In April 2001, the armed forces prevailed upon a politically weakened Wahid to sign a decree for a six-point comprehensive programme for Aceh. The only point that was put into action was the one concerning the so-called ‘security approach’, which is more or less the only approach understood by the armed forces. This meant for Aceh, renewed military operations, with more troops, specially trained for counter-insurgency, being brought in from outside. Since then, the number of casualties has mounted, and had reached more than 1,500 by the time Wahid was replaced by Megawati after impeachment proceedings in late July, most of them villagers, taken out and killed during army sweeps, in their attempt to crush GAM.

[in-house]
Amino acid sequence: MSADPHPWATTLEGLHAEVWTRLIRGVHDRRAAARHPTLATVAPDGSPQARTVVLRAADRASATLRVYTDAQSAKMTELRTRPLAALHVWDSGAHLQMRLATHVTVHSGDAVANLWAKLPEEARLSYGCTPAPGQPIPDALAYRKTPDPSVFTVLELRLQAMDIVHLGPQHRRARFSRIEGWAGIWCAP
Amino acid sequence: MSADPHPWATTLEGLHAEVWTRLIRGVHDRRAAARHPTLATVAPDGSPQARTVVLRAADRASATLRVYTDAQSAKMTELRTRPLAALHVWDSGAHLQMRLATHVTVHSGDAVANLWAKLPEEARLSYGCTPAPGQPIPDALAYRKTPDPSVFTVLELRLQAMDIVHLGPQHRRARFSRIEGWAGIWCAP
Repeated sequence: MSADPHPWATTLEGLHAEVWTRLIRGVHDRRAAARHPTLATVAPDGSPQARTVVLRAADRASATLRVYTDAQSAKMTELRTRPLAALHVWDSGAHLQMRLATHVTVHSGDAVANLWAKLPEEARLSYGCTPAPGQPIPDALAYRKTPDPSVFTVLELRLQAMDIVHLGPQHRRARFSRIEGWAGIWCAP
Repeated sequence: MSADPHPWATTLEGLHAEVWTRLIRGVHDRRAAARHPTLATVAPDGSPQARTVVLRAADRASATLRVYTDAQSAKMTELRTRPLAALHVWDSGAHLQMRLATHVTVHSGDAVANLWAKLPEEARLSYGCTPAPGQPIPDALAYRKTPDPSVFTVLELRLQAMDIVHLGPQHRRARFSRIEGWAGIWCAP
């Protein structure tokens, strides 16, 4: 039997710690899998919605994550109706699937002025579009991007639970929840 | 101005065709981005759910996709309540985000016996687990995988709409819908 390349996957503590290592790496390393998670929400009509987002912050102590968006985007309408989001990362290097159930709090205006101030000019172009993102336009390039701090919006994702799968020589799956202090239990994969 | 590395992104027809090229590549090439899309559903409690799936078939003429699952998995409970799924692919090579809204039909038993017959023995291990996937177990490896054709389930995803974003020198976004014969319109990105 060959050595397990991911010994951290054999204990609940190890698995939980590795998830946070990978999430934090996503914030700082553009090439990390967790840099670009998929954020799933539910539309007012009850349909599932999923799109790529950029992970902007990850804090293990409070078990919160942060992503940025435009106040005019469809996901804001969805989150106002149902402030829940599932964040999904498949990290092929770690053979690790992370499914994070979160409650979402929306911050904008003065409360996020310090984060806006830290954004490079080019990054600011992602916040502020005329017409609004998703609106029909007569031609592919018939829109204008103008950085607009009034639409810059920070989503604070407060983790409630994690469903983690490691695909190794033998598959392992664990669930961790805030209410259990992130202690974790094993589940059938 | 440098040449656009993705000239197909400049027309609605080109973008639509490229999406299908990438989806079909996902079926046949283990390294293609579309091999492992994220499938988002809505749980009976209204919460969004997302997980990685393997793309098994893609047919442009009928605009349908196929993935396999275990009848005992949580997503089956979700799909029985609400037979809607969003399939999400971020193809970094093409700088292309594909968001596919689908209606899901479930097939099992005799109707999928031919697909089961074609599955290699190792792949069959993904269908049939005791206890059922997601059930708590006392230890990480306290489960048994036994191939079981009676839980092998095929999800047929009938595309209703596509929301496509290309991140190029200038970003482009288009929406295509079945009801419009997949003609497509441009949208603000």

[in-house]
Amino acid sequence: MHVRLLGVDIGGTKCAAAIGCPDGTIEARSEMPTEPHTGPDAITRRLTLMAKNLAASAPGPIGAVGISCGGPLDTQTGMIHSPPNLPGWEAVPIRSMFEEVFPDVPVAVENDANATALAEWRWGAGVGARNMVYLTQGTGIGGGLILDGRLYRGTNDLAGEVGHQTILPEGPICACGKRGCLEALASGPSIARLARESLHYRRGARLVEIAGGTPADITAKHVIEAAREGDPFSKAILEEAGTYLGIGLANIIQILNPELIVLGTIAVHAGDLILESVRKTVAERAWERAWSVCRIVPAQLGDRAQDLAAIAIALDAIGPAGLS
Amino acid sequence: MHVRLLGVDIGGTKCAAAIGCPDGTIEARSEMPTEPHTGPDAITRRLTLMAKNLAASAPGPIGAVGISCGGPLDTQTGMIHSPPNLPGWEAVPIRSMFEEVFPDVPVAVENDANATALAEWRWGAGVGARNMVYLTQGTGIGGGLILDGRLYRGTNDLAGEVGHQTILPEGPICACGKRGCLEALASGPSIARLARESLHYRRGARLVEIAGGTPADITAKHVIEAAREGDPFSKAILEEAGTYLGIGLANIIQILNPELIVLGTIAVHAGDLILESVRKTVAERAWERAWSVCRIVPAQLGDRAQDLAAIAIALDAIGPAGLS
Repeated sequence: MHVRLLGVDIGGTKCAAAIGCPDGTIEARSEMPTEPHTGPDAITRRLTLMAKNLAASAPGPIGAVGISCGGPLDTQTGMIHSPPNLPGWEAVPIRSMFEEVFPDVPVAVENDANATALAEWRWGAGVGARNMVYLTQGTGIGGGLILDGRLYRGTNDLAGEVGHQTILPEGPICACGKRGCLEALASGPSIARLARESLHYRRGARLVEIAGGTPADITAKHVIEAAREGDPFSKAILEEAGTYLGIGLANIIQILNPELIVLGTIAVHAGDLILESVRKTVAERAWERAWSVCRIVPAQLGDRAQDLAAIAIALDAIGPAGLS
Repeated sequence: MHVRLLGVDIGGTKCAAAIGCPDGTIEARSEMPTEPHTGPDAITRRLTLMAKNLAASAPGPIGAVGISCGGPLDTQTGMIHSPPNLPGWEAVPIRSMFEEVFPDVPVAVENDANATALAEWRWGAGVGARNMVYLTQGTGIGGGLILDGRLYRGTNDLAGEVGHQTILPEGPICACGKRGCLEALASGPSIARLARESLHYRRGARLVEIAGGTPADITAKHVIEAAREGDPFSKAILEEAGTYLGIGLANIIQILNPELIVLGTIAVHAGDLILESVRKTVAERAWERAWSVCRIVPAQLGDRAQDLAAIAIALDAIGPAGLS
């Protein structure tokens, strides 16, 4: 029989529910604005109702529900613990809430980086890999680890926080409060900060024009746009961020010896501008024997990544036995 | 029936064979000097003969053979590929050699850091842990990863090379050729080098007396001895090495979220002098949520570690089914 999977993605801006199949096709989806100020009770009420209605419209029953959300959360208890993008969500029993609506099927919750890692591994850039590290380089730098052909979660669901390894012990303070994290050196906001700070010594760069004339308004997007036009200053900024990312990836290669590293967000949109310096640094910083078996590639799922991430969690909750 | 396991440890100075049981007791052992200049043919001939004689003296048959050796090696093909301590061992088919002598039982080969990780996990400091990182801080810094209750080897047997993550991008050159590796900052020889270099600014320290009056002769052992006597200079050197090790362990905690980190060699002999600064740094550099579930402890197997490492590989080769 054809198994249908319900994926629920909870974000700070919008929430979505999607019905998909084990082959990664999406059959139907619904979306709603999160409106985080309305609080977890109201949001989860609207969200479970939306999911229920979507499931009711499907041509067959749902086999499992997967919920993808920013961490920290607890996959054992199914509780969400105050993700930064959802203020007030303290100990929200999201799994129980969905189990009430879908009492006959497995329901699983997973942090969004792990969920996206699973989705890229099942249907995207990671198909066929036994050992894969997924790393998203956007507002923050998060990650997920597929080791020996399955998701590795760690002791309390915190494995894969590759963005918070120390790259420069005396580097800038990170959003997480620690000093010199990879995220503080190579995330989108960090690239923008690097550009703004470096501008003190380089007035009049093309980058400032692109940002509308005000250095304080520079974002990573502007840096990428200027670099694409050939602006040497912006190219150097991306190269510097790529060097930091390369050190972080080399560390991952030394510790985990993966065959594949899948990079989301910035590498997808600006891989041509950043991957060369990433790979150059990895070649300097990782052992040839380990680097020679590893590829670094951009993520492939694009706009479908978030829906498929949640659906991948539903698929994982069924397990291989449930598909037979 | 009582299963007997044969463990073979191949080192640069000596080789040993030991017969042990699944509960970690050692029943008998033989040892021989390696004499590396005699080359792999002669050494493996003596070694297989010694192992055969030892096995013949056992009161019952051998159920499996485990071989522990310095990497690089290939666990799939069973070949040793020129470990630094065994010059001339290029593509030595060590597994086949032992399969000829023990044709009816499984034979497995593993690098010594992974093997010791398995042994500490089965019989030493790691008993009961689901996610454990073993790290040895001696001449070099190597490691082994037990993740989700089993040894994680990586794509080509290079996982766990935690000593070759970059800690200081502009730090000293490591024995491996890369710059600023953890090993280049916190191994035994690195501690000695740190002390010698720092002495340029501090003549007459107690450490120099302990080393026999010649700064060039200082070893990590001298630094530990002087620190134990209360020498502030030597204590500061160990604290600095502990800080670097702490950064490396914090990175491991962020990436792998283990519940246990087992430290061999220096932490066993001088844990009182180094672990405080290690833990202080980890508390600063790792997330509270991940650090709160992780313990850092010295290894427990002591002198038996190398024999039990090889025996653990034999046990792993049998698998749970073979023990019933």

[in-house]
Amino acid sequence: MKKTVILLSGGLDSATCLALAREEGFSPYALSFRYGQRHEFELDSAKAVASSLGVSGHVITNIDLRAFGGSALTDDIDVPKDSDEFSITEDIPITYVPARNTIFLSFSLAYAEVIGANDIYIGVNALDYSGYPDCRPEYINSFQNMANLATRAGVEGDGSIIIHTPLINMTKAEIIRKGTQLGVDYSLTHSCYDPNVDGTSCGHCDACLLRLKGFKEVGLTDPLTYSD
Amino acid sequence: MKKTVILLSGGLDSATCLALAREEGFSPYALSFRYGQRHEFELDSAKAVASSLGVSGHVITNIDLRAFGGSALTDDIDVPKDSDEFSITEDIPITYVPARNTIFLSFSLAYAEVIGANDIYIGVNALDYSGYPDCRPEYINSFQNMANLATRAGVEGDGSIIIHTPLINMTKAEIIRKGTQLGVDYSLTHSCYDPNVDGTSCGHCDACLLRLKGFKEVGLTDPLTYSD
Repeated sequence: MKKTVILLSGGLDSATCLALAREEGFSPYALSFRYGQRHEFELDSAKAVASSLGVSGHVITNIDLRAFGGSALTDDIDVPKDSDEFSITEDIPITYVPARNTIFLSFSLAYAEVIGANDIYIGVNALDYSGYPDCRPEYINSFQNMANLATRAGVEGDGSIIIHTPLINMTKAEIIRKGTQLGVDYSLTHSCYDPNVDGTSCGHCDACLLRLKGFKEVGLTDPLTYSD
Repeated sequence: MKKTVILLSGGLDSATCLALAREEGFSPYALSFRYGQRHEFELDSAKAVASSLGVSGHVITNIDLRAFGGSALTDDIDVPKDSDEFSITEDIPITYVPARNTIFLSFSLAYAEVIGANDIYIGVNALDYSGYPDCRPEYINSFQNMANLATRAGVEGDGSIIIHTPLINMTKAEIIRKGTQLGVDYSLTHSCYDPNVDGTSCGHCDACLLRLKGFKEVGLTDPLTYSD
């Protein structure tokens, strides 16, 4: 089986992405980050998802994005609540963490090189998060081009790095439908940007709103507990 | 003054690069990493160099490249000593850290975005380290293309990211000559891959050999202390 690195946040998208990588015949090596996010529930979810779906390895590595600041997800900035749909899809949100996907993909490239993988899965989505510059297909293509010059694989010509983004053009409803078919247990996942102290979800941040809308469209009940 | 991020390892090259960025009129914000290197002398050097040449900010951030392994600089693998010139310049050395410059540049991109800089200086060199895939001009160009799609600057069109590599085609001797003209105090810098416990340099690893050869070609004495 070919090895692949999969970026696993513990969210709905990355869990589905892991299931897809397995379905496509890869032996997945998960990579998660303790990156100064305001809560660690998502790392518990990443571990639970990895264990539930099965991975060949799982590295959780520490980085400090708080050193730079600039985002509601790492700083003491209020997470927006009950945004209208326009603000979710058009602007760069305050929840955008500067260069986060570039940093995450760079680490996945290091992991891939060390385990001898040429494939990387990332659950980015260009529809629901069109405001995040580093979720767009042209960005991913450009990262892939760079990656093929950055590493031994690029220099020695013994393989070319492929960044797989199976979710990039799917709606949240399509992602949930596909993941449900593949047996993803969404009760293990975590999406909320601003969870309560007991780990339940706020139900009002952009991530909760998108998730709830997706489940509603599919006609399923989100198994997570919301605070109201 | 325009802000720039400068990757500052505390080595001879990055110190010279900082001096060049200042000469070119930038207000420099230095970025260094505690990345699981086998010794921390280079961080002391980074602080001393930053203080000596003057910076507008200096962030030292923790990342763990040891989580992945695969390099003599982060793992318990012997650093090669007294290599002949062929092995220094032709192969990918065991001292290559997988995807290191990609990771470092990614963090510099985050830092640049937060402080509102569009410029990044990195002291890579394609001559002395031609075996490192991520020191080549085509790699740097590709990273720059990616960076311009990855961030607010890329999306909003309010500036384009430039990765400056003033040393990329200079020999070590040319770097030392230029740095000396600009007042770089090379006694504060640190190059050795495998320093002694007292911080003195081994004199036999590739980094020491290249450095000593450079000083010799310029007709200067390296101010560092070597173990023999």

In July this year, troops entered the workers’ barracks at a plantation company in East Aceh, summoned all the Acehnese men out into the open and shot them dead. Within minutes more than thirty men lay dead, one of them clutching his two-year old son. (He thought that if he came out carrying a child, he would not be maltreated, but the son died too.) The military later claimed that GAM was responsible but local activists who bravely entered the area some days later were able to confirm that soldiers were responsible. An official monitoring team set up by the district chief interviewed dozens of women whose husbands had been killed, but have since been too scared to published their findings, knowing full well where they would have to pin the blame. The National Human Rights Commission in Jakarta has ignored calls for an investigation. And so the killings go on.